Major U.S. Raid in Sadr City Targets Shiite Militia Faction

By Megan Greenwell
Washington Post Staff Writer
Thursday, August 9, 2007

BAGHDAD, Aug. 8 -- U.S. forces staged a major two-pronged attack early Wednesday on a vast Baghdad district controlled by Shiite militia groups, killing at least 17 people, according to the military and Iraqi police.

The raid on Sadr City, an area dominated by loyalists to Shiite Muslim cleric Moqtada al-Sadr, was one of the largest in a series of U.S. attacks against Shiite militias. The most powerful group, Sadr's Mahdi Army, controls access to electricity, fuel and housing in much of eastern Baghdad as well as in some western neighborhoods.

The timing of the operation, less than 24 hours before the start of a major Shiite holiday, angered many of Baghdad's Shiites. A few hundred people staged a march Wednesday evening to protest the attack.

A U.S. military spokesman said in a statement that 32 suspected insurgents were killed and 12 others arrested in the operation, which targeted members of a Mahdi Army splinter group suspected of being part of a network that smuggles weapons from Iran.

Iraqi police said 17 people had been killed, including a handful of women and children.

The U.S. military has repeatedly accused Iran of providing weapons, training and funding to Shiite groups operating in Iraq. The people targeted in Wednesday's raid had facilitated the transport of "explosively formed penetrators," the deadliest type of roadside bomb used against U.S. troops, the military said.

Iran has repeatedly denied any connection to the militias, while some critics -- including some U.S. intelligence agents -- have said there is no concrete evidence of such a link.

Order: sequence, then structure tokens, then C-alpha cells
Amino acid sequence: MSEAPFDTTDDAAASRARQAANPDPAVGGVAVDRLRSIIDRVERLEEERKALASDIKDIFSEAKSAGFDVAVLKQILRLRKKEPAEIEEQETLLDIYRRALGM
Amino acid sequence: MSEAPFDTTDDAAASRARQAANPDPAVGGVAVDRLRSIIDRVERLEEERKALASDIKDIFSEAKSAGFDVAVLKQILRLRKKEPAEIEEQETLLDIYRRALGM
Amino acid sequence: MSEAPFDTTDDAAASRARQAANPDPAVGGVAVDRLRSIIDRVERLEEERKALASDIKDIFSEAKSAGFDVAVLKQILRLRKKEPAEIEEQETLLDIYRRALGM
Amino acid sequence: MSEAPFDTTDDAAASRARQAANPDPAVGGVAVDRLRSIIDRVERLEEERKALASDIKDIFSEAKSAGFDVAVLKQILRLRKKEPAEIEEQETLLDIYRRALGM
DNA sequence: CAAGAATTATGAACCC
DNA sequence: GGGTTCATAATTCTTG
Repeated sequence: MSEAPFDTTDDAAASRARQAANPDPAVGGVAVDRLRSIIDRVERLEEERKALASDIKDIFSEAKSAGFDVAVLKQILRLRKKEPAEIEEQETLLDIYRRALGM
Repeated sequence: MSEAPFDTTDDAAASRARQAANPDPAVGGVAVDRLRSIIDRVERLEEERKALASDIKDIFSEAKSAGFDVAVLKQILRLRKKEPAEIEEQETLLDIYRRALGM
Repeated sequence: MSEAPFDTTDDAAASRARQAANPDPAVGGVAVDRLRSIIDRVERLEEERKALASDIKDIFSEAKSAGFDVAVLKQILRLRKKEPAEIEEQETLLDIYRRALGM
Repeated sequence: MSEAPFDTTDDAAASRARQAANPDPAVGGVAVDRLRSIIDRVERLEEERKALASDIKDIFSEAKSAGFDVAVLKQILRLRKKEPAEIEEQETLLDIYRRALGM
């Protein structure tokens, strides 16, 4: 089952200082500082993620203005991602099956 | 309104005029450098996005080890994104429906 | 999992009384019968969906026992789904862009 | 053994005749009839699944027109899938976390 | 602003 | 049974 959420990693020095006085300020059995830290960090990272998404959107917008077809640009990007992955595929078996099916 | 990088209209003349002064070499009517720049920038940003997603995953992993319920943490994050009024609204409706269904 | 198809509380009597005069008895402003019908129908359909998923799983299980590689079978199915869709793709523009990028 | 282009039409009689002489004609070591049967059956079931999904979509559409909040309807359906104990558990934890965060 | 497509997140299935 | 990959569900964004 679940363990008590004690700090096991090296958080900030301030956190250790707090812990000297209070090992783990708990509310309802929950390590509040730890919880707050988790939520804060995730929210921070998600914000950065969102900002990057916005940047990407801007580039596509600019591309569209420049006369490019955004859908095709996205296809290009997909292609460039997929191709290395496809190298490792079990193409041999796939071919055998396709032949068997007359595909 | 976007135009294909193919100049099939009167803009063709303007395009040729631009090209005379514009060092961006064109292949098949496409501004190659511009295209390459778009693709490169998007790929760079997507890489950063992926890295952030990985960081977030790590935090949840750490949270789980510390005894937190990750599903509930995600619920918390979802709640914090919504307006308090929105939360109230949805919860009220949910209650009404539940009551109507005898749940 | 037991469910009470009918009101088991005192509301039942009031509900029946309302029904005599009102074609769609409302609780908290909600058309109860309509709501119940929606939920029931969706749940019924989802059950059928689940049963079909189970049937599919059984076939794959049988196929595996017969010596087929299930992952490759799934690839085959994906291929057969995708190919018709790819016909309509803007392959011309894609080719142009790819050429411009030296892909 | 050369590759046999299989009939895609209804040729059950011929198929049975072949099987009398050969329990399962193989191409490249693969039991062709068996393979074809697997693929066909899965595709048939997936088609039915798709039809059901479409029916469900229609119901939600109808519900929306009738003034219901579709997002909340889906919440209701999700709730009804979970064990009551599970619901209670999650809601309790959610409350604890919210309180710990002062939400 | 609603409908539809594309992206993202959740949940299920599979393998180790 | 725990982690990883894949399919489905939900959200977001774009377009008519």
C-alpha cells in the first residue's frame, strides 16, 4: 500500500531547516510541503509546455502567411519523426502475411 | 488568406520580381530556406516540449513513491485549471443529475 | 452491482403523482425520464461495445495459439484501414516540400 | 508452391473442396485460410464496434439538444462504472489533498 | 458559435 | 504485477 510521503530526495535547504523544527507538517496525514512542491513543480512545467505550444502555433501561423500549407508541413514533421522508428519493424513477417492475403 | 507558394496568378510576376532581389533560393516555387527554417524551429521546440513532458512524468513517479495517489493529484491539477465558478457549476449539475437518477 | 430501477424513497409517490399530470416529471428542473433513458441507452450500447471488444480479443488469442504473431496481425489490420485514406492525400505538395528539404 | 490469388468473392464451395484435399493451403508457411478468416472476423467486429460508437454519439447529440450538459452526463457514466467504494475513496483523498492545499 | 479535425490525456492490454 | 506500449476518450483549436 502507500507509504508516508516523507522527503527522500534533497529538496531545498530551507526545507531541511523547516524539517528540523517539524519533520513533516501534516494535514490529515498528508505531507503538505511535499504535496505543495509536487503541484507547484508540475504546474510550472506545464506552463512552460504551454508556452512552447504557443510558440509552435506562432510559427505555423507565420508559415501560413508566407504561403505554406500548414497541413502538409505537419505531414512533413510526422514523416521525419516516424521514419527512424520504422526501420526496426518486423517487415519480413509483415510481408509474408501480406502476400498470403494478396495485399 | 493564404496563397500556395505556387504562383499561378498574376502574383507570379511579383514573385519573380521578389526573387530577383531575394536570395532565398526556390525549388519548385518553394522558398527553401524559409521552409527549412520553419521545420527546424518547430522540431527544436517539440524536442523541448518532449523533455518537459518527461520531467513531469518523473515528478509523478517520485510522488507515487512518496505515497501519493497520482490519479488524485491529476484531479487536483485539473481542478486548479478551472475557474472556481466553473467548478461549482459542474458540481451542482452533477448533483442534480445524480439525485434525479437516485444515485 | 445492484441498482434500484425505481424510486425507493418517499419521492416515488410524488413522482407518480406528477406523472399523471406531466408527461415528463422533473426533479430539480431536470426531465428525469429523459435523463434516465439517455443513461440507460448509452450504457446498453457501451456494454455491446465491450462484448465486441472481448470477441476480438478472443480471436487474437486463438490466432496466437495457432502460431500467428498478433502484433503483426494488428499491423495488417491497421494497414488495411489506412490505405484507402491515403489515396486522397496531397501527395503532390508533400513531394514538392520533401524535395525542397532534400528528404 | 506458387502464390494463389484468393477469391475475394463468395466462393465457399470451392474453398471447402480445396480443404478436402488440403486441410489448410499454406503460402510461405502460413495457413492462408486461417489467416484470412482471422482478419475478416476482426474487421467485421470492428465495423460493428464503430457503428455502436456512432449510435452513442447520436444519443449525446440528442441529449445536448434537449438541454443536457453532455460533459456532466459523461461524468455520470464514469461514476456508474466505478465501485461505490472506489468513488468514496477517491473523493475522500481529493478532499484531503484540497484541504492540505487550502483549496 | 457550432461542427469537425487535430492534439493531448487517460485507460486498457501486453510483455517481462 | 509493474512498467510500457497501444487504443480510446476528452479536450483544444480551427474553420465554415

Ahmed al-Shaibani, a spokesman for Sadr, condemned the raid. He said that the former director of the cleric's office, Amir al-Husseini, was arrested in the operation and that a significant number of innocent women and children were killed.

"The Iraqi government is responsible for the bloodshed of the innocents," Shaibani said in an interview.

Meanwhile, security forces spent the day preparing for a march by Shiites to the shrine of Imam Moussa Kadhim, one of 12 major Shiite Muslim saints. Iraqi police estimated that as many as 4 million pilgrims, some flogging and cutting themselves, will mark the holiday of grief, which was banned during the rule of Saddam Hussein.

Baghdad's streets are closed to cars from Wednesday morning until Saturday morning to prevent car bombings or other attacks during the holiday. Hundreds of additional Iraqi security personnel will patrol in and around Kadhimiyah, where the shrine is located, police said, but the U.S. military will keep clear of the area out of religious sensitivity.

Prime Minister Nouri al-Maliki spent Wednesday in Tehran, meeting with several Iranian leaders to discuss Iraq's declining security situation. Maliki has long sidestepped the question of whether Iran is aiding insurgents but said Wednesday night that its leaders are in a position to help quell the violence in Iraq.

"The prime minister called on Iranian companies to invest in Iraq and participate in rebuilding Iraq," a statement from Maliki's office said. "From his side, the Iranian vice president stressed that the security and stability of Iraq is important for Iran and the region's security, and that the Iranian government is ready to provide support to the national unity government."

At least six people were killed and 11 injured in mortar attacks in Baghdad on Wednesday, police said. Meanwhile, at least four people were killed in several incidents of violence around the northern city of Kirkuk.

One U.S. soldier was killed and four others were injured in a bombing on Tuesday, the military announced Wednesday.

Special correspondent Naseer Nouri contributed to this report.

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